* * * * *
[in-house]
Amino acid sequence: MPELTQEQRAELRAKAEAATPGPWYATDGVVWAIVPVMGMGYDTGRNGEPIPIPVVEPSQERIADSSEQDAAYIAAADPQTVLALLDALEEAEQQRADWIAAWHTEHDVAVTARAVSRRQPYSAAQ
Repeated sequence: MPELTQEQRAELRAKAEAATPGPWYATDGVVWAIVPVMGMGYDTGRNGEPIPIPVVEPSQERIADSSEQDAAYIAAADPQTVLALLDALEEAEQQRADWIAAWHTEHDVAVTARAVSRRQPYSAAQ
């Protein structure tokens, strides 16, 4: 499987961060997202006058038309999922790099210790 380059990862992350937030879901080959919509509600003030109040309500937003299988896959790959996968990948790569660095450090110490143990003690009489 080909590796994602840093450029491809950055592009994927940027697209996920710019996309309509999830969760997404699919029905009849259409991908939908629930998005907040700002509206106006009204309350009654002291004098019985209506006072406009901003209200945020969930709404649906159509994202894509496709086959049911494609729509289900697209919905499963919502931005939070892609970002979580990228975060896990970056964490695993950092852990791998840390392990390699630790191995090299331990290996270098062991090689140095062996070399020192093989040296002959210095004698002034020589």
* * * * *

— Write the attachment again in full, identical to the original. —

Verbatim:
[in-house]
Amino acid sequence: MPELTQEQRAELRAKAEAATPGPWYATDGVVWAIVPVMGMGYDTGRNGEPIPIPVVEPSQERIADSSEQDAAYIAAADPQTVLALLDALEEAEQQRADWIAAWHTEHDVAVTARAVSRRQPYSAAQ
Repeated sequence: MPELTQEQRAELRAKAEAATPGPWYATDGVVWAIVPVMGMGYDTGRNGEPIPIPVVEPSQERIADSSEQDAAYIAAADPQTVLALLDALEEAEQQRADWIAAWHTEHDVAVTARAVSRRQPYSAAQ
């Protein structure tokens, strides 16, 4: 499987961060997202006058038309999922790099210790 380059990862992350937030879901080959919509509600003030109040309500937003299988896959790959996968990948790569660095450090110490143990003690009489 080909590796994602840093450029491809950055592009994927940027697209996920710019996309309509999830969760997404699919029905009849259409991908939908629930998005907040700002509206106006009204309350009654002291004098019985209506006072406009901003209200945020969930709404649906159509994202894509496709086959049911494609729509289900697209919905499963919502931005939070892609970002979580990228975060896990970056964490695993950092852990791998840390392990390699630790191995090299331990290996270098062991090689140095062996070399020192093989040296002959210095004698002034020589």